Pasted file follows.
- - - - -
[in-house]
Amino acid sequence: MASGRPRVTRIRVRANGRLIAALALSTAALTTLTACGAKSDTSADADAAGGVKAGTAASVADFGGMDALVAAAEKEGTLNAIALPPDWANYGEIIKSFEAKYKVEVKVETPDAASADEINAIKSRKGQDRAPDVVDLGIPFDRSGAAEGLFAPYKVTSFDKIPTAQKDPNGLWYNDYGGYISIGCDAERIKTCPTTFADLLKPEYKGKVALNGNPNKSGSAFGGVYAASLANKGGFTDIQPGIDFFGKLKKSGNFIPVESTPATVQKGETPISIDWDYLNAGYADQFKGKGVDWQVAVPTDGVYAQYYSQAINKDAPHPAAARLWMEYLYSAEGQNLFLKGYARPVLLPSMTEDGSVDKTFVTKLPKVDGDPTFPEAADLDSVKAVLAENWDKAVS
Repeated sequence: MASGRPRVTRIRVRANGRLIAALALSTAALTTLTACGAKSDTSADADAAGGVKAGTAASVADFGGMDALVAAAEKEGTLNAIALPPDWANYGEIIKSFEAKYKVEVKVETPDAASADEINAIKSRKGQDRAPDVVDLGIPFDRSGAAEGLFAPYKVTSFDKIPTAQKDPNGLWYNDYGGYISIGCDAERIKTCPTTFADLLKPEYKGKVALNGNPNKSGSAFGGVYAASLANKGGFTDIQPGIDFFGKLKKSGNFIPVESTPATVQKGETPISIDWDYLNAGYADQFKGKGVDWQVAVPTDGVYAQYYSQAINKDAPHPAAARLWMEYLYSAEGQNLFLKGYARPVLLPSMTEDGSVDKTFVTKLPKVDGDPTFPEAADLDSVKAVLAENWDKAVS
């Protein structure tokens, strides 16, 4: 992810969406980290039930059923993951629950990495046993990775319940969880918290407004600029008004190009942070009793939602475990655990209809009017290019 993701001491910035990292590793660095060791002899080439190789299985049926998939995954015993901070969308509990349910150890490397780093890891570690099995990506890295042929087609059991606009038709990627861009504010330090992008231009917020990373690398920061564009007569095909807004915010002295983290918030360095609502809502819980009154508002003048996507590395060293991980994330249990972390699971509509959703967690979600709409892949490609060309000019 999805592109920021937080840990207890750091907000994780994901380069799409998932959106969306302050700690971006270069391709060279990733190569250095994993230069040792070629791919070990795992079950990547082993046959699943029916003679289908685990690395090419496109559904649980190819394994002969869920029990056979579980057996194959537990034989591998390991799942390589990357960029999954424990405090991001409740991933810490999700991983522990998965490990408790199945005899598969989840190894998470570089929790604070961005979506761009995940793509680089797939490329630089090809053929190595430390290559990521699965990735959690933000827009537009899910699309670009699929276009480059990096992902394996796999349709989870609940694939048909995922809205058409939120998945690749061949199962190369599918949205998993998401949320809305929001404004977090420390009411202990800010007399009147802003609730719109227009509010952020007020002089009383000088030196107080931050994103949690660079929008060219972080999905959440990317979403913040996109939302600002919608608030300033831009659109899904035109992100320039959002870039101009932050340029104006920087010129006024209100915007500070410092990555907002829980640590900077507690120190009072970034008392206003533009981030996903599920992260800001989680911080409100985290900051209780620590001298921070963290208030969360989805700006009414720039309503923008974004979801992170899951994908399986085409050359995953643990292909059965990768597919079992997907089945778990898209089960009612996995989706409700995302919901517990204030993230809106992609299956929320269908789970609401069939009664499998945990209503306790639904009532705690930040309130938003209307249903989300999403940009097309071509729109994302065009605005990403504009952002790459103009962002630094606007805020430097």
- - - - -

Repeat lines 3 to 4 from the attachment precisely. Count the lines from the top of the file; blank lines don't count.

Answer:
Repeated sequence: MASGRPRVTRIRVRANGRLIAALALSTAALTTLTACGAKSDTSADADAAGGVKAGTAASVADFGGMDALVAAAEKEGTLNAIALPPDWANYGEIIKSFEAKYKVEVKVETPDAASADEINAIKSRKGQDRAPDVVDLGIPFDRSGAAEGLFAPYKVTSFDKIPTAQKDPNGLWYNDYGGYISIGCDAERIKTCPTTFADLLKPEYKGKVALNGNPNKSGSAFGGVYAASLANKGGFTDIQPGIDFFGKLKKSGNFIPVESTPATVQKGETPISIDWDYLNAGYADQFKGKGVDWQVAVPTDGVYAQYYSQAINKDAPHPAAARLWMEYLYSAEGQNLFLKGYARPVLLPSMTEDGSVDKTFVTKLPKVDGDPTFPEAADLDSVKAVLAENWDKAVS
């Protein structure tokens, strides 16, 4: 992810969406980290039930059923993951629950990495046993990775319940969880918290407004600029008004190009942070009793939602475990655990209809009017290019 993701001491910035990292590793660095060791002899080439190789299985049926998939995954015993901070969308509990349910150890490397780093890891570690099995990506890295042929087609059991606009038709990627861009504010330090992008231009917020990373690398920061564009007569095909807004915010002295983290918030360095609502809502819980009154508002003048996507590395060293991980994330249990972390699971509509959703967690979600709409892949490609060309000019 999805592109920021937080840990207890750091907000994780994901380069799409998932959106969306302050700690971006270069391709060279990733190569250095994993230069040792070629791919070990795992079950990547082993046959699943029916003679289908685990690395090419496109559904649980190819394994002969869920029990056979579980057996194959537990034989591998390991799942390589990357960029999954424990405090991001409740991933810490999700991983522990998965490990408790199945005899598969989840190894998470570089929790604070961005979506761009995940793509680089797939490329630089090809053929190595430390290559990521699965990735959690933000827009537009899910699309670009699929276009480059990096992902394996796999349709989870609940694939048909995922809205058409939120998945690749061949199962190369599918949205998993998401949320809305929001404004977090420390009411202990800010007399009147802003609730719109227009509010952020007020002089009383000088030196107080931050994103949690660079929008060219972080999905959440990317979403913040996109939302600002919608608030300033831009659109899904035109992100320039959002870039101009932050340029104006920087010129006024209100915007500070410092990555907002829980640590900077507690120190009072970034008392206003533009981030996903599920992260800001989680911080409100985290900051209780620590001298921070963290208030969360989805700006009414720039309503923008974004979801992170899951994908399986085409050359995953643990292909059965990768597919079992997907089945778990898209089960009612996995989706409700995302919901517990204030993230809106992609299956929320269908789970609401069939009664499998945990209503306790639904009532705690930040309130938003209307249903989300999403940009097309071509729109994302065009605005990403504009952002790459103009962002630094606007805020430097």